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Tuesday, February 24, 2009

Stark contrast: 2 social-media stories out of Oz

Livewire, a social network site for youth with disabilities and chronic illnesses, just launched in Australia to help them have a more normal sense of friendship (less fixated on their disabilities) than they may be able to have offline, Reuters reports. Aiming to serve the some 450,000 Australians aged 10-21 "currently living with a serious illness, chronic health condition or disability ... Livewire recruits members from referrals through it's parent organization, the Starlight Children's Foundation, and through hospitals that treat disabilities or chronic cases." Meanwhile, the Sydney Morning Herald quotes a Melbourne youth worker as saying cyberbullying in Australia had reached "epidemic proportions." He called on the government to change laws to give police more powers and "said in recent weeks a 17-year-old high school student jumped to his death off the West Gate Bridge after reading death threats online." It's possible we need to focus more on civil behavior and citizenship education offline and early detection online than on crime and prosecution. At least in the US, police have always had the authority to deal with physical threats in any venue.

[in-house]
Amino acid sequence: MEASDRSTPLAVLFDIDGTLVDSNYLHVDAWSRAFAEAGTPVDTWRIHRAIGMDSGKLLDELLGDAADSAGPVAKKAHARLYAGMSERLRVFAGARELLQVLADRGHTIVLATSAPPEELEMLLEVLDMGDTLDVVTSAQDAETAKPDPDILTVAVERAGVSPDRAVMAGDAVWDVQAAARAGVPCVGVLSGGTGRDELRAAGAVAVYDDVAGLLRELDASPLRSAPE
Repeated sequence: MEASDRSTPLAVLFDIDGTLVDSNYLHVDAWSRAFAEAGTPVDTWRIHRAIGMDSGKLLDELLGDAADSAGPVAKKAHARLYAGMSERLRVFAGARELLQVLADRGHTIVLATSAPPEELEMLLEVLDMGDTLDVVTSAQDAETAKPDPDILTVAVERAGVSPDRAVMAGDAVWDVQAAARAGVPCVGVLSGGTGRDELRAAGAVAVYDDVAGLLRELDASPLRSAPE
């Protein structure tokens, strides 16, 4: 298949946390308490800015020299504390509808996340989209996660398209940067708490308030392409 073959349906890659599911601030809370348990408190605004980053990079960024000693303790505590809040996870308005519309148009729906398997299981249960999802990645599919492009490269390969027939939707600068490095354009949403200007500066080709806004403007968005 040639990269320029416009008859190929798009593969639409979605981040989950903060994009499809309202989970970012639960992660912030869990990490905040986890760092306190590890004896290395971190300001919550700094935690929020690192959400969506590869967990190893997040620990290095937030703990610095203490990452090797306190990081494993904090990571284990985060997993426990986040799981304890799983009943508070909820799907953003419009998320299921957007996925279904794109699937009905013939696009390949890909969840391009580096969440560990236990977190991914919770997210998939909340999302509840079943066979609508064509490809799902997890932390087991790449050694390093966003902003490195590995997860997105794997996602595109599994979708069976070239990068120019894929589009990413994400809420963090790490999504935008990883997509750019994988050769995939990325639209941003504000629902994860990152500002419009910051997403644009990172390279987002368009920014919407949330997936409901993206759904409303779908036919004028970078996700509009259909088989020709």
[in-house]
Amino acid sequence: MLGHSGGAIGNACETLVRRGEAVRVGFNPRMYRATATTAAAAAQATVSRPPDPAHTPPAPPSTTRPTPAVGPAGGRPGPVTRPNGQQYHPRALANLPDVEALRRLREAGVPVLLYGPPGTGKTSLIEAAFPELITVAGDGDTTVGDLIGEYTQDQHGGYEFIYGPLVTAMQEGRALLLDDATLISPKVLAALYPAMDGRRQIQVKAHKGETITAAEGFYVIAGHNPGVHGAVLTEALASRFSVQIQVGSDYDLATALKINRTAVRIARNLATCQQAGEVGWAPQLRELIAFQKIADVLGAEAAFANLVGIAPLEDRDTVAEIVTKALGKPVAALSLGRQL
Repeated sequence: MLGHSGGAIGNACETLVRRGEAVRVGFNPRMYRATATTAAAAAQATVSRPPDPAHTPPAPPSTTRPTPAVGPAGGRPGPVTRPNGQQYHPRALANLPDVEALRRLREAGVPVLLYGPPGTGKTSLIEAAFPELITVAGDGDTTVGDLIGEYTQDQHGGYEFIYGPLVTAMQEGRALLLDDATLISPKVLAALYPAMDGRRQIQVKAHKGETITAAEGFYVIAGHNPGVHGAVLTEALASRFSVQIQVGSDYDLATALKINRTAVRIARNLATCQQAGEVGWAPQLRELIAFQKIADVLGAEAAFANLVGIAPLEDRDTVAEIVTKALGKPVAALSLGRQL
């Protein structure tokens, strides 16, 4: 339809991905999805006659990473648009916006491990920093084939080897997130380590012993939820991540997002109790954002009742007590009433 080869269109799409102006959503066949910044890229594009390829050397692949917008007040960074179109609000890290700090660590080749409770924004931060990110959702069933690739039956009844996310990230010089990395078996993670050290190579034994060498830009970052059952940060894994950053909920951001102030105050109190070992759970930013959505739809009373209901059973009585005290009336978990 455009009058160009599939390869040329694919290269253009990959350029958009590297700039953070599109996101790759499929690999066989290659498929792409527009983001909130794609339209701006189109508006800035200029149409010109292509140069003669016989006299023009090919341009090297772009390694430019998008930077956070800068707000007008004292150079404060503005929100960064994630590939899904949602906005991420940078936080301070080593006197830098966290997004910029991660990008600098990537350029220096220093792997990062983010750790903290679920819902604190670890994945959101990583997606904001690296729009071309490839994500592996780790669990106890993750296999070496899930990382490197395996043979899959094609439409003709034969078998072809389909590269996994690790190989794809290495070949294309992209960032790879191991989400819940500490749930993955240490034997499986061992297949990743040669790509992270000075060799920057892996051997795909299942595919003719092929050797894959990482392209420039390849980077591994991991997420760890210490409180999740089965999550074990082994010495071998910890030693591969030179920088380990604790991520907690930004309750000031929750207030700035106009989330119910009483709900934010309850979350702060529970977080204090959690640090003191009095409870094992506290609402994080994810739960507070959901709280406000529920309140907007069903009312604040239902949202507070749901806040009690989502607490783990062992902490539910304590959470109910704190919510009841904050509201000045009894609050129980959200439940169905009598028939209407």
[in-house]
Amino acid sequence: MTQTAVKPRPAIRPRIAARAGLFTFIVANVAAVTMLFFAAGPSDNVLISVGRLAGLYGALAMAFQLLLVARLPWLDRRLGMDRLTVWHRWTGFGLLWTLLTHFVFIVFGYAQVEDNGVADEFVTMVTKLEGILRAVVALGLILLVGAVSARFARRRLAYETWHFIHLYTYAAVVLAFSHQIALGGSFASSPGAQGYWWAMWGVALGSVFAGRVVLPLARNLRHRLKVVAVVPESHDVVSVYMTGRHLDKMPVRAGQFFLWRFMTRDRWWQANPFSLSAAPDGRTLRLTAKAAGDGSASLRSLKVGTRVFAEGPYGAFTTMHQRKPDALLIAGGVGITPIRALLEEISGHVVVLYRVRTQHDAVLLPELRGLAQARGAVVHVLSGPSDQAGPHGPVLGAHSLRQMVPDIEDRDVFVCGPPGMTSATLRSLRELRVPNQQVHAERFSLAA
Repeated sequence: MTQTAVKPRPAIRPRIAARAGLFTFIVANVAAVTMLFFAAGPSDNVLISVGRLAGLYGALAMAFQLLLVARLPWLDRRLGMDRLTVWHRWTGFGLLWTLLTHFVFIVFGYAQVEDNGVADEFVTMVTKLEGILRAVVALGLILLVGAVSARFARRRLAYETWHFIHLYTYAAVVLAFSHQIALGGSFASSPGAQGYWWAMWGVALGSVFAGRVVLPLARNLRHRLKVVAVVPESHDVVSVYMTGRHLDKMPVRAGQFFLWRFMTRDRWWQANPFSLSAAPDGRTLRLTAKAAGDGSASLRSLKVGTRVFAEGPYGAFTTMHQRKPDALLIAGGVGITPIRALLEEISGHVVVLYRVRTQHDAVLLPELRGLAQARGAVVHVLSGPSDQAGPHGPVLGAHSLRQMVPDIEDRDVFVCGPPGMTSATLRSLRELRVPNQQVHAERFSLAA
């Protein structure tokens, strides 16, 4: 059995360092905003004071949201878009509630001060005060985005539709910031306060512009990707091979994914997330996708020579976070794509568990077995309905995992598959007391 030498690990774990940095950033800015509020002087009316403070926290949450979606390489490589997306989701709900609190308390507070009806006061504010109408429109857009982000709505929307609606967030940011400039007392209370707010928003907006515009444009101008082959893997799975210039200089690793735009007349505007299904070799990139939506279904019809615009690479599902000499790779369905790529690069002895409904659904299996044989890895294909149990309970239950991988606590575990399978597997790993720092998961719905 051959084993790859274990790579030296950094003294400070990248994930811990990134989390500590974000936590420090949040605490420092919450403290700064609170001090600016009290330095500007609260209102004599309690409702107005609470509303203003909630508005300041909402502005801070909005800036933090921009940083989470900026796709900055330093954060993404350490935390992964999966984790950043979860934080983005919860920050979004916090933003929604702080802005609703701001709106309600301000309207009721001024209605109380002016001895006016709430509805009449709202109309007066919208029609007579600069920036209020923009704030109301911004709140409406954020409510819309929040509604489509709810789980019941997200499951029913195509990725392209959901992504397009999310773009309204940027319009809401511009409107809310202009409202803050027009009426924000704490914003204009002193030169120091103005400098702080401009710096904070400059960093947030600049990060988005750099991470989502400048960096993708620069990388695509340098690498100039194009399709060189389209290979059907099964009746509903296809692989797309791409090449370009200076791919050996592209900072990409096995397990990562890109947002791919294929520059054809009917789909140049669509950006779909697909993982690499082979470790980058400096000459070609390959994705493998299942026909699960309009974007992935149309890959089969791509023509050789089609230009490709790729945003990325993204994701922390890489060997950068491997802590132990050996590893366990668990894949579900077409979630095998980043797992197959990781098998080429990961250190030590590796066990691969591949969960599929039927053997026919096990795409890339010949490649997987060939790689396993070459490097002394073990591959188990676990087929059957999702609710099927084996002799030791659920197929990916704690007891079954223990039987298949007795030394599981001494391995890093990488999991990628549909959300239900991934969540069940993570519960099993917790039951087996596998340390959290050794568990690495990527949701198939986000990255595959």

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Blogger Rose said...

Hi Anne,

The police in Oz do have enforcement powers in relation to threats carried out over the telco system (ie, over the internet, mobile phones). They're set out in the Commonwealth Criminal Code in s474. There are also various other civil and criminal provisions which might also apply, depending on the circumstances. To my knowledge they haven't yet been tested, despite being in place for some four years. I think you're right that focusing on teaching positive online behaviours, and equipping responsible adults to recognise and act on the early warning signs, are crtical.

Of course, this doesn't take away from the fact of the tragedy experienced by those young people mentioned in the Age/SMH article, or by the people who care for them. :(

12:16 AM  

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